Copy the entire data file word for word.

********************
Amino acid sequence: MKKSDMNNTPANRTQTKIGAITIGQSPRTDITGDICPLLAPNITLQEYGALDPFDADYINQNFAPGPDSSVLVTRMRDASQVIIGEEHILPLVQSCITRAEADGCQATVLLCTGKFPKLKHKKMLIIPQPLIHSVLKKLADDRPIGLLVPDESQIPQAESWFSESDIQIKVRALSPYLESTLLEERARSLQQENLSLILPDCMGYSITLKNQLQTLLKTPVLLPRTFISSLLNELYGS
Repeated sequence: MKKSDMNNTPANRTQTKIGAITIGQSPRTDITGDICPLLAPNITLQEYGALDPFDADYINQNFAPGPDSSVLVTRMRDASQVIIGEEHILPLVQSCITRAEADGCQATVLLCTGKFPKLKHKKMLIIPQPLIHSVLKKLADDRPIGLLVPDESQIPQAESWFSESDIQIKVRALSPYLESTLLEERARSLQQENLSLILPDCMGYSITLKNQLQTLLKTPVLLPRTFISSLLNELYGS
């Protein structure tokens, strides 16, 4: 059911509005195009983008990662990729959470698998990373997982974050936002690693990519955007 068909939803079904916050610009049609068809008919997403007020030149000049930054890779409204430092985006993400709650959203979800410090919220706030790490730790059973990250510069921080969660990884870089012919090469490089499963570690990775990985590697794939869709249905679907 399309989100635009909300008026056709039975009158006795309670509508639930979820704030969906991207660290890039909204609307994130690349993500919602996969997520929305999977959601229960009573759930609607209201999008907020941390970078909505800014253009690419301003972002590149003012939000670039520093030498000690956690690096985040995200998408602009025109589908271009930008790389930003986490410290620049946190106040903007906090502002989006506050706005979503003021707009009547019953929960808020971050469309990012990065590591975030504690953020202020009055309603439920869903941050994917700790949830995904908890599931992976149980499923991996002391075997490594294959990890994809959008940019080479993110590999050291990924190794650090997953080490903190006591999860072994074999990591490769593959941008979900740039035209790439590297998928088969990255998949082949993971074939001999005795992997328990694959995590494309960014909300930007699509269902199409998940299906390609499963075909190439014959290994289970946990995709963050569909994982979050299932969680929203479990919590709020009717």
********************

Amino acid sequence: MKKSDMNNTPANRTQTKIGAITIGQSPRTDITGDICPLLAPNITLQEYGALDPFDADYINQNFAPGPDSSVLVTRMRDASQVIIGEEHILPLVQSCITRAEADGCQATVLLCTGKFPKLKHKKMLIIPQPLIHSVLKKLADDRPIGLLVPDESQIPQAESWFSESDIQIKVRALSPYLESTLLEERARSLQQENLSLILPDCMGYSITLKNQLQTLLKTPVLLPRTFISSLLNELYGS
Repeated sequence: MKKSDMNNTPANRTQTKIGAITIGQSPRTDITGDICPLLAPNITLQEYGALDPFDADYINQNFAPGPDSSVLVTRMRDASQVIIGEEHILPLVQSCITRAEADGCQATVLLCTGKFPKLKHKKMLIIPQPLIHSVLKKLADDRPIGLLVPDESQIPQAESWFSESDIQIKVRALSPYLESTLLEERARSLQQENLSLILPDCMGYSITLKNQLQTLLKTPVLLPRTFISSLLNELYGS
């Protein structure tokens, strides 16, 4: 059911509005195009983008990662990729959470698998990373997982974050936002690693990519955007 068909939803079904916050610009049609068809008919997403007020030149000049930054890779409204430092985006993400709650959203979800410090919220706030790490730790059973990250510069921080969660990884870089012919090469490089499963570690990775990985590697794939869709249905679907 399309989100635009909300008026056709039975009158006795309670509508639930979820704030969906991207660290890039909204609307994130690349993500919602996969997520929305999977959601229960009573759930609607209201999008907020941390970078909505800014253009690419301003972002590149003012939000670039520093030498000690956690690096985040995200998408602009025109589908271009930008790389930003986490410290620049946190106040903007906090502002989006506050706005979503003021707009009547019953929960808020971050469309990012990065590591975030504690953020202020009055309603439920869903941050994917700790949830995904908890599931992976149980499923991996002391075997490594294959990890994809959008940019080479993110590999050291990924190794650090997953080490903190006591999860072994074999990591490769593959941008979900740039035209790439590297998928088969990255998949082949993971074939001999005795992997328990694959995590494309960014909300930007699509269902199409998940299906390609499963075909190439014959290994289970946990995709963050569909994982979050299932969680929203479990919590709020009717």